They are supposed to be very alike, The Don and NaMo. They both bucked the media and the elite and won big; or so pundits like Shekhar Gupta and Chetan Bhagat and Ram Madhav are telling us on Twitter.
Yet, on the same day, while one was promising that “the forgotten men and women of our country will be forgotten no longer,” the other was running the risk of turning parts of his population into the “forgotten people”.
It was amazing to watch BJP spokespersons and besotted TV anchors dismiss the hardships faced by ordinary people at the abrupt and swift withdrawal of big notes from circulation by blithely referring them to credit cards, debit cards, and cheques. As if that is how most Indians live and conduct their financial transactions. As if ours is a cashless society, the whole country has long been demonetised and bank accounts are common to every household.
On television, smartly-dressed yuppies were full-throatedly welcoming “the historic move” outside ATMs or driving into petrol pumps with their sedans or SUVs. In short, these people are those who are well on the way to arriving. Ordinary people are either clueless or in a tizzy.
Maybe, it's because I live in Kolkata, in one of the poorer parts of the country, that I can see firsthand the trials being faced by maidservants, drivers, small shopkeepers, construction workers, electricians, plumbers and other independent service providers. Their only option is to request people like me to relieve them of their “riches” to meet their basic needs.
Maybe, that is why the chief minister of West Bengal was one of the first to point out the trouble this would put the poor into. “I want to know from PM,” she tweeted soon after Narendra Modi finished his speech to the nation on Tuesday evening,“How my poorest brothers, sisters, who’ve received their week’s hard earned wage in one 500 re note will buy, ata, chal, tomo?”
Heartless and ill- conceived blow on the common people and the middle class in the fake name of anti-corruption
— Mamata Banerjee (@MamataOfficial) November 8, 2016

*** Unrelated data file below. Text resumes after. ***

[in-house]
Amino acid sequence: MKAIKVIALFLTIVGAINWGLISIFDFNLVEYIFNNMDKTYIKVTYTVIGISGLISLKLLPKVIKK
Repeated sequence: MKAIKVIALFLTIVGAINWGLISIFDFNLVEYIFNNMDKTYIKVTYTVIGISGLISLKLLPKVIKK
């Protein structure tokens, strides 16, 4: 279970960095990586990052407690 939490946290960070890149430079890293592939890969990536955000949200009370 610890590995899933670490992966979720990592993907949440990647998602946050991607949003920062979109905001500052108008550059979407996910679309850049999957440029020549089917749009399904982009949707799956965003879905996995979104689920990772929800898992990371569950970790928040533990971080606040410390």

Mamata Banerjee, whose political instincts have seldom let her down, has kept up the refrain with tweet after tweet demanding this “heartless and ill-conceived blow on common people and middle class” be stopped immediately. “Please save people from this disaster. Roads are closed, markets shut, patients not being admitted to private hospitals, millions affected.”
Please save people from this disaster. Roads are closed,markets shut, patients not being admitted to private hospitals,millions affected 1/4
— Mamata Banerjee (@MamataOfficial) November 9, 2016
One Bengali tweet doing the rounds that Didi cannot lay claim to says, “Why are our businessmen brothers so happy? Since last night? Because they have no black money? And why are we middle-class so apprehensive? Because we have stashes of black money?”
The ruling party is already dismissing all such reservations as politically motivated and mean-spirited. “Politicians are having doubts but ordinary people are having no doubts,” was how Union Minister Venkaiah Naidu responded to reservations brought to his notice by the press.
But even economists are not unanimous whether such moves to “check corruption, black money and fake currency rackets that slow our progress” really work. It’s been tried before and not been that successful but maybe it’ll be better this time round. At least let us hope so.
The prime minister has also conceded that we would face some inconvenience in the beginning and he was sure that we would put up with it for the greater good. Maybe
Maybe the country will grin and bear it but it would do him no harm if his party appeared to be more sympathetic to the common man’s woes instead of the usual chest-thumping that seems to be their reflex response to any act of the government.
Especially since such moves have a tendency of turning on their heads and biting their initiators in the back.
It was only the other day that outsourcing was seen as the answer to all ills that plagued the American economy. American companies would be able to make goods cheaper, hence make greater profits and thereby contribute to the strengthening of the country’s economy. Ditto: free trade. Moves that were mostly put into place when Hillary Clinton was the First Lady of America.
Today, it is the army of aggrieved people “left behind” by these very acts of globalisation that marched to the voting booths and put a man with no experience in governance into power. In their light, those acts of greater good only helped the rich to get richer and left them with nothing.
It took several decades for people in America to come to this realisation and rise in revolt. It may happen quicker in a country like India. Narendra Modi should beware that his moves for the greater good may end up alienating the greater numbers.